You’ve probably seen these weird lists of color words before. Words whose text color does not match their content. Maybe you’ve even tried to read the text colors out loud quickly and have struggled to do so?
These lists are part of psychological tests to demonstrate the so-called Stroop effect. It is named after the American psychologist John Ridley Stroop, who first published the effect in English in 1935.
Wikipedia tells us:
"The Stroop effect is the delay in reaction time between congruent and incongruent stimuli."
But what does that actually mean? 🤔
I built a tiny command line interface with Ruby – just because it was fun and so that you can experience the Stroop effect yourself. You can install and run it with:
gem install stroop stroop
A Stroop tests consists of a small task, like reading color words. This task can be done with different kind of stimuli, namely: neutral, congruent, and incongruent.
Let’s take a list of color words with a neutral stimulus, which means that all words are written in the same text color:
Reading all words out loud should not be hard to do.
Next let’s take the same list of color words, but let’s print them in a color that matches the respective text. That’s a congruent stimulus:
If you read he words again, it might even be easier than with the neutral stimulus.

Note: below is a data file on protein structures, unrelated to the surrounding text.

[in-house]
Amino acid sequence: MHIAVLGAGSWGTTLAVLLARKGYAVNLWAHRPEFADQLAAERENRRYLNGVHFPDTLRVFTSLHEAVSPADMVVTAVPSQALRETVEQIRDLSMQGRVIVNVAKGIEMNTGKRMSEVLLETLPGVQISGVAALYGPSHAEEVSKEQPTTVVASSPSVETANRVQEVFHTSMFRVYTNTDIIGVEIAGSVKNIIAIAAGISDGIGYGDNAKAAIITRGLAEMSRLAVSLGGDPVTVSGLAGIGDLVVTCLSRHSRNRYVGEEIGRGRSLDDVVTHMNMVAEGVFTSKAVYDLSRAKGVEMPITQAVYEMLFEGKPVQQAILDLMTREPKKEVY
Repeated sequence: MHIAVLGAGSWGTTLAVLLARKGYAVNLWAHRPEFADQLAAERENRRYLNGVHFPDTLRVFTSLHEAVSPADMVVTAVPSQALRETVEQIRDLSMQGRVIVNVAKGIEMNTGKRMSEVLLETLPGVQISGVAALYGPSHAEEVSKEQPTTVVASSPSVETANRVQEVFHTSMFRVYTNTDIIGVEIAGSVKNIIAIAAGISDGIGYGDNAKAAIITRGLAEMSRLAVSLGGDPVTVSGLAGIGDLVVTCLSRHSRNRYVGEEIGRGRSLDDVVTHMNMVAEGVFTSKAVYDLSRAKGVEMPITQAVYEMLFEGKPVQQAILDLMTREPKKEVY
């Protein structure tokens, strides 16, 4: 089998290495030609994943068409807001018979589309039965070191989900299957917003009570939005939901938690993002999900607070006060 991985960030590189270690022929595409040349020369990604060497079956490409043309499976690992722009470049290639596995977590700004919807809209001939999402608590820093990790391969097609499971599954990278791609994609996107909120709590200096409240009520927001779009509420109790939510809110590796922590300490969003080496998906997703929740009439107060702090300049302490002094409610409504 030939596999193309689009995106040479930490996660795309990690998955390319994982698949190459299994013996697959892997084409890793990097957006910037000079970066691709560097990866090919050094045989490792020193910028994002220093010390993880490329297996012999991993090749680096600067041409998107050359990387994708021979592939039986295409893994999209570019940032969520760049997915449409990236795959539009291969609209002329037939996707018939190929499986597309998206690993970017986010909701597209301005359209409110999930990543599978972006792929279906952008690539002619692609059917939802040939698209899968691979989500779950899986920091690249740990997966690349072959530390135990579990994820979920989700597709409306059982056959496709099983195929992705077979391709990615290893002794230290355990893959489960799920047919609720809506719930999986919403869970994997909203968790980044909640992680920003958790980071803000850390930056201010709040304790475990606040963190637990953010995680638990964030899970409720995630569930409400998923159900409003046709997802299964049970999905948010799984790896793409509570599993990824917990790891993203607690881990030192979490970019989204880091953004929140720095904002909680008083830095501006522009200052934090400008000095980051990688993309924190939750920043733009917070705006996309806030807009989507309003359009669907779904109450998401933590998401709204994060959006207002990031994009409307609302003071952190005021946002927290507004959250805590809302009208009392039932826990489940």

Last, let’s print the same word list again, but this time we use another text color than the color that is represented in the text. That’s an incongruent stimulus:
Reading the colors words might feel a bit slower now. However, the Stroop effect is much more apparent, if we slightly change our task:
Instead of reading out loud the color words, try saying the text color for each word as fast as possible!
With the incongruent stimulus you probably need much longer now and you might even make one or the other mistake.
And that's the Stroop effect: the delay that appears if we speak the text color out loud for the incongruent word list compared to the congruent word list.
Isn’t it fun – and really exhausting?
🌱 The above word lists were generated using the stroop gem:
stroop neutral stroop congruent stroop incongruent
with the seed: 134414671674842647560860440639024210370
(FYI: I found this tiny stroop CLI to also be perfect for creating colorful artsy-fartsy wallpapers & online profile backgrounds 😉)